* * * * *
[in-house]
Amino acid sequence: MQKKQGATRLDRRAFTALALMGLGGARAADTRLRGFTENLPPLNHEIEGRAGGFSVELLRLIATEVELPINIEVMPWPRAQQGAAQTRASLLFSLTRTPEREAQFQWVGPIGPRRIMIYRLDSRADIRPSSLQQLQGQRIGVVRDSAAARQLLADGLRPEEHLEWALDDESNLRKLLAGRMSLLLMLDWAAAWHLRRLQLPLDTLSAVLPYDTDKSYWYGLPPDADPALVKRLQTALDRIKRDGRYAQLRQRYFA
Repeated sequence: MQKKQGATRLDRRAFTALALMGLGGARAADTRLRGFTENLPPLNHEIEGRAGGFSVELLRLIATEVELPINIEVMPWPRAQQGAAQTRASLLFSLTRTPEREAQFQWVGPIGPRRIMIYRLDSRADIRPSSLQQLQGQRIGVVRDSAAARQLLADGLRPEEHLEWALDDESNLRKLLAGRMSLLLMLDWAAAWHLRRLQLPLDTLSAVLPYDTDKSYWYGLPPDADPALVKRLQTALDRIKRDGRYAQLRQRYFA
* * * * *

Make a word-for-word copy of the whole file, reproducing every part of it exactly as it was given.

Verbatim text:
[in-house]
Amino acid sequence: MQKKQGATRLDRRAFTALALMGLGGARAADTRLRGFTENLPPLNHEIEGRAGGFSVELLRLIATEVELPINIEVMPWPRAQQGAAQTRASLLFSLTRTPEREAQFQWVGPIGPRRIMIYRLDSRADIRPSSLQQLQGQRIGVVRDSAAARQLLADGLRPEEHLEWALDDESNLRKLLAGRMSLLLMLDWAAAWHLRRLQLPLDTLSAVLPYDTDKSYWYGLPPDADPALVKRLQTALDRIKRDGRYAQLRQRYFA
Repeated sequence: MQKKQGATRLDRRAFTALALMGLGGARAADTRLRGFTENLPPLNHEIEGRAGGFSVELLRLIATEVELPINIEVMPWPRAQQGAAQTRASLLFSLTRTPEREAQFQWVGPIGPRRIMIYRLDSRADIRPSSLQQLQGQRIGVVRDSAAARQLLADGLRPEEHLEWALDDESNLRKLLAGRMSLLLMLDWAAAWHLRRLQLPLDTLSAVLPYDTDKSYWYGLPPDADPALVKRLQTALDRIKRDGRYAQLRQRYFA